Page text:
Designing business futures
Today, mainstream products and services are leaving money on the table. Across industries, the cost to reach customer niches is declining and the demand for lifestyle-specific products is rising.
We see consumers with new or health-conscious diets challenging the food industry; people with increasing life-spans making the healthcare and financial industries scramble to service commitments; communities questioning the role of local retail as shopping moves online. Thriving through such market inflections is challenging. It requires:
Our design sprint delivers the critical first step by conceptualising three different product-market scenarios. Our creative work is also carefully crafted to serve as a powerful tool for strategic decision-making and business alignment, empowering successful execution.
[ FAQ: When can a design sprint help a business? ]
The ten day Wisdom design sprint
In the first phase we frame the challenge and design the project hypothesis to bring focus. Then we brainstorm over fifty early ideas. We purposefully practise naive, uncensored thinking, explore divergent directions, and make explicit all our assumptions and intuitions. This creates the space to reach a new understanding of the challenge in the next phase.
In the second phase we focus on the customer and their needs. We map the customer journey to discover where we can have most market impact, then use ethnography to reveal a new understanding of the challenge. We source "extreme" interviewees with unique viewpoints and behaviour, vital inspiration for our design process.
In the final phase we create three different business visions, placed along a spectrum of risk and reward: one incremental, one ambitious & one radical. This assumes that no solution is right in absolute; indeed clients often incorporate elements from multiple concepts in the path forwards. Each concept is supported by a low-fidelity demo, a high-level business case and go-to-market plan.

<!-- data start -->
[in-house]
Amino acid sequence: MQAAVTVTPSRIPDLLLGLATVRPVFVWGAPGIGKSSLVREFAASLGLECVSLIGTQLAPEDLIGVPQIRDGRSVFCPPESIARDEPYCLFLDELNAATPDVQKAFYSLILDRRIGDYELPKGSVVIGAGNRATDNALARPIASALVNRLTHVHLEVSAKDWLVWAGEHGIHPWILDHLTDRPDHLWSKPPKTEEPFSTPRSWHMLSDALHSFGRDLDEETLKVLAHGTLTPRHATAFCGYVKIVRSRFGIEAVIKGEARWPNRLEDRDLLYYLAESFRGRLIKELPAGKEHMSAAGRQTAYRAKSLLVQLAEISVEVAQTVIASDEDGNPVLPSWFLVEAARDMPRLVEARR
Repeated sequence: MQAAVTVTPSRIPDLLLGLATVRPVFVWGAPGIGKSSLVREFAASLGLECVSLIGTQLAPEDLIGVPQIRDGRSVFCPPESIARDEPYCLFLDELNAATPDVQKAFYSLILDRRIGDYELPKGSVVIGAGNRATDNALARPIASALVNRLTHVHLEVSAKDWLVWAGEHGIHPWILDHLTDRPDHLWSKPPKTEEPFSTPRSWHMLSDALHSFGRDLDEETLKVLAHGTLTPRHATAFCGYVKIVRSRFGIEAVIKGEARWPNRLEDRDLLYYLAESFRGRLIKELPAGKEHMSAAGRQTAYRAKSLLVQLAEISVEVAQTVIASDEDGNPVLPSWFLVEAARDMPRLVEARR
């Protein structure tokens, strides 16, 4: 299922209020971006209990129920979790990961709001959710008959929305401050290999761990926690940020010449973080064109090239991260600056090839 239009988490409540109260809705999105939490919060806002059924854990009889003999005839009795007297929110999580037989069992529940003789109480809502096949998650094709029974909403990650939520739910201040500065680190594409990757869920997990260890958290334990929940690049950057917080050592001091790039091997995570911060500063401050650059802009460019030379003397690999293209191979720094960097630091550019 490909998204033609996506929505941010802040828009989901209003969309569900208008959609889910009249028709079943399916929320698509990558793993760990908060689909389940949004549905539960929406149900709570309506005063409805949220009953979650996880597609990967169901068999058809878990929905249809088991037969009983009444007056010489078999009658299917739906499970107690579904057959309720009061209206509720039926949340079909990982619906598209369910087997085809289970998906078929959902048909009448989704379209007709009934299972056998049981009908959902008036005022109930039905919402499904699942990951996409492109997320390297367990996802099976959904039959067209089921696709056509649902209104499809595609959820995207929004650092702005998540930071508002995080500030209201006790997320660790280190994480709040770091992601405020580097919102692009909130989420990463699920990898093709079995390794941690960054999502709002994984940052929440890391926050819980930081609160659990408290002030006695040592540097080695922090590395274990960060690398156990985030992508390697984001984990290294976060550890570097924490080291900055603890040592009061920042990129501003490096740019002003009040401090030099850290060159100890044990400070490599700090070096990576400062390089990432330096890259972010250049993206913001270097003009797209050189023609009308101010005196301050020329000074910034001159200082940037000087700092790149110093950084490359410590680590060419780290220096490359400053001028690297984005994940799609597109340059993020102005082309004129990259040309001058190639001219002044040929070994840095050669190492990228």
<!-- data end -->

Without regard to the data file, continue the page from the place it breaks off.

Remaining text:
The sprint deliverables:
three concepts, three possible futures
Every sprint delivers three different concepts: incremental, ambitious and radical. Ultimately, the path forwards will incorporate elements from all three, but delivering three distinct concepts brings to life three possible futures that will trigger a leap in ambition, clarity and consensus. This is how we successfully "provoke" decision-making, and enable leaders to confidently align their organisation on the right business future.
1. The Incremental Concept is designed to build on and protect existing market position, keeping the client up to date with market conditions and consumer needs.
2. The Ambitious Concept proposes a more significant innovation investment, which can expand existing market share and position the client ahead of competitors.
3. The Radical Concept lays out a disruptive and challenging vision of the future, involving both the highest level of risk and the largest potential commercial reward.
[ FAQ: Can clients consult with Wisdom without a sprint? ]